You can find a lot of bad advice in the publishing world. You can also find a lot of well-intentioned advice that has been taken badly by writers over the years. One of the most damaging pieces of advice I come across often is “write every day.”
Those giving this advice seem to fall into two camps: those who do, in fact, mean this literally and those who don’t.
We’re not going to talk about that first camp. I place myself in the second camp because—while I DO make it a priority to write six days out of seven—I don’t think it’s the end of the world if a writer doesn’t, or can’t, make every day work for them. There have been plenty of times when I have been this writer. (The time I went to college while working full time? The time I enjoyed it so much, I continued through GRAD SCHOOL while working full time? Yeah. There were a lot of non-writing days in there!)
For me, writing every day isn’t the goal. For me, the goal is to develop a writing practice that fits my current circumstances and commit to following the plan every day—even if that doesn’t always mean words on the page.
Wait, back up. What is a writing practice?
Simply put, a writing practice is two things: a commitment and a plan. When developing a writing practice, you commit to being a writer and putting words on the page, then you make regular time in your schedule to do just that. It might not be every day, it might even be only an hour or two a week. But books can be written this way! And many are.
This is not a new idea, but I first came across it almost two years ago when I read A WRITER’S GUIDE TO PERSISTENCE by Jordan Rosenfelt. Since then, I’ve started really critically looking at how I spend my time, and looking for those places where I can scoop out little chunks of page time. In the early days, I was lucky to get in a couple hours per week. Now, I get between an hour or two each day.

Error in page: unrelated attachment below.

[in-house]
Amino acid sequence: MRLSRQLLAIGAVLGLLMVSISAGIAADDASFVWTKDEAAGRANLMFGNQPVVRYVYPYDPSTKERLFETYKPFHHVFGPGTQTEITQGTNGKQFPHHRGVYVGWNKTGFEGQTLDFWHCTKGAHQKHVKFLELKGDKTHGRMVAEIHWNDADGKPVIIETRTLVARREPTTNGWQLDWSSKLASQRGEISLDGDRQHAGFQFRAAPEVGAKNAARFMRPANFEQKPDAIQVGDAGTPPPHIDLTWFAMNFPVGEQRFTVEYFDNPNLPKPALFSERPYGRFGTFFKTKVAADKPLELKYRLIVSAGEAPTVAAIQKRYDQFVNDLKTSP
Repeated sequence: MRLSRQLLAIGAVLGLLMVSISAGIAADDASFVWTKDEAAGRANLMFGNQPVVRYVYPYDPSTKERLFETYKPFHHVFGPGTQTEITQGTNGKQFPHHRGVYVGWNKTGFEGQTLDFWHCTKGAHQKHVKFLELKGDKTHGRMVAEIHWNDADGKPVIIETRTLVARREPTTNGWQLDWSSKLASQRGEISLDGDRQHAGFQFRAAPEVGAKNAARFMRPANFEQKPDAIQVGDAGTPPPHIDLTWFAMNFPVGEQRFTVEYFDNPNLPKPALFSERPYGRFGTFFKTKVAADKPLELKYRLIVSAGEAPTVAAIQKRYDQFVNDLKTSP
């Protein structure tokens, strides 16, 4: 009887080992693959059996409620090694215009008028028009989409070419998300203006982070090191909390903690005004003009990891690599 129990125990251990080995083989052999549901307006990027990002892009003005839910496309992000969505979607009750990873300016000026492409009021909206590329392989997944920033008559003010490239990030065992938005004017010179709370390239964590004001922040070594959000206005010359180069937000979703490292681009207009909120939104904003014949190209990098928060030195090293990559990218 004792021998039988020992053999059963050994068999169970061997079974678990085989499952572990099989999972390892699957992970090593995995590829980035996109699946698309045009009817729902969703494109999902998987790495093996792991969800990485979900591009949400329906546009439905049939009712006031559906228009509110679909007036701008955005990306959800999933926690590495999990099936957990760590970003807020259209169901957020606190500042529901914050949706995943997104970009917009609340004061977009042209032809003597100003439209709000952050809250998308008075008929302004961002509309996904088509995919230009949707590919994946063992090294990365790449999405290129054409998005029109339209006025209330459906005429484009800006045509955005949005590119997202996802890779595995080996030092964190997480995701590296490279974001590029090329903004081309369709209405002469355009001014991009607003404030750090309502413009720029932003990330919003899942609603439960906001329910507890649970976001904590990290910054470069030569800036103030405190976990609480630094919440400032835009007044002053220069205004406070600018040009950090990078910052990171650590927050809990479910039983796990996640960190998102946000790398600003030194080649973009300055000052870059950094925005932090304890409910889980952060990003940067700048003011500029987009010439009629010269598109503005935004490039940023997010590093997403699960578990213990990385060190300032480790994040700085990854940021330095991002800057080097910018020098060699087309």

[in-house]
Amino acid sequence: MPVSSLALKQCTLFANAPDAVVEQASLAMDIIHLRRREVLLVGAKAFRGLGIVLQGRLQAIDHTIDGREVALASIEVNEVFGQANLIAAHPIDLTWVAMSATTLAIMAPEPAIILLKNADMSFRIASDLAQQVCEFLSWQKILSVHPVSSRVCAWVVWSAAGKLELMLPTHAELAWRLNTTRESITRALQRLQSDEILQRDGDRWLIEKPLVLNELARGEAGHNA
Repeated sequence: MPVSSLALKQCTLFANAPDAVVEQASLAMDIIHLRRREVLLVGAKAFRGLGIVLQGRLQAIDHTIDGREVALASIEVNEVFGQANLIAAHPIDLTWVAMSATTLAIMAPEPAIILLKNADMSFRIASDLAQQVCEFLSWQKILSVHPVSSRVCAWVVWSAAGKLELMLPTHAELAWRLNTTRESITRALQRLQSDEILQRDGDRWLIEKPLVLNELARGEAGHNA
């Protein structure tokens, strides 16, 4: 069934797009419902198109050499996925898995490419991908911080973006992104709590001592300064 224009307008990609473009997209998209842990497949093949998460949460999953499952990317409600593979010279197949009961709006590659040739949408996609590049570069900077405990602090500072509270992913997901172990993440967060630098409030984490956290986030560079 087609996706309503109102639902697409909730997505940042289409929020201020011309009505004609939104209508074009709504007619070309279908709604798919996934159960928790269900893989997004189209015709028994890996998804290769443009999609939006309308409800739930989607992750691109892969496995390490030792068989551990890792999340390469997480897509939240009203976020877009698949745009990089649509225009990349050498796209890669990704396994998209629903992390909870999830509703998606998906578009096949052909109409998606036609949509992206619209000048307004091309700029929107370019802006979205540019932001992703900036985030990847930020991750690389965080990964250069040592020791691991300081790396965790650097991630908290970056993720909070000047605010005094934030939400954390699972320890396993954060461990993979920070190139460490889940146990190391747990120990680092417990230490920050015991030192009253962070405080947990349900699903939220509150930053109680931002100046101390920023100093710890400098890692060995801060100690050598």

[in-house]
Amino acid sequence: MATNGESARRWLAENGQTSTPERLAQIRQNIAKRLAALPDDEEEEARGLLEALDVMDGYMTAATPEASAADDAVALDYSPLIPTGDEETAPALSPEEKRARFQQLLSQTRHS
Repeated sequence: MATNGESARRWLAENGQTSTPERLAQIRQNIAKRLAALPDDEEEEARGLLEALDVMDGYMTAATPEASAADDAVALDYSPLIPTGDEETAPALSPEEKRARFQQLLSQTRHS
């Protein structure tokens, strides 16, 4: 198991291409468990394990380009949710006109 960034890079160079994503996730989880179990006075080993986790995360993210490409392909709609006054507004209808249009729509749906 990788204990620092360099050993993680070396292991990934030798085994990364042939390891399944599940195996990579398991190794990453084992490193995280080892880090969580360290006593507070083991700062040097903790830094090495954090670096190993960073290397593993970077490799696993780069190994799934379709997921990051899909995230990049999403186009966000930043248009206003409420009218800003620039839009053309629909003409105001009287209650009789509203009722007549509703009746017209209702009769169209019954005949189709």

Why is a writing practice important?
Why does this matter? A few reasons, actually. First, writing is a craft: it’s an action. It requires time and space. It requires dedication and perseverance. Writing is like a muscle, and you need to put in the work to develop the muscle memory so that you can perform at your best when it counts. Writing regularly will help you build this muscle, and improve your craft skills in the process.
Second—and I don’t know if anyone’s told you this yet—but writing is hard. And hard things, even things we care deeply about, are easy to put off. You’ll feel tempted to wait until you have a nice big chunk of time to spend on a piece or until you’re struck by “inspiration.” Godspeed on both counts, friend. The truth is you could wait around a long time for those things to happen… or you could just get to work. Having a writing practice ensures you have the time and space you need to do that work.
Ok, I need a writing practice. How do I make one?
A writing practice requires three things: time, space, and attention. So the first thing you need to think about is WHEN you can carve those moments from your schedule. Can you wake up an hour earlier? Sacrifice an hour of TV time at night? Can you write on your lunch breaks, or while waiting to pick up your child from an activity? Can you claim an hour or two every weekend for the purpose?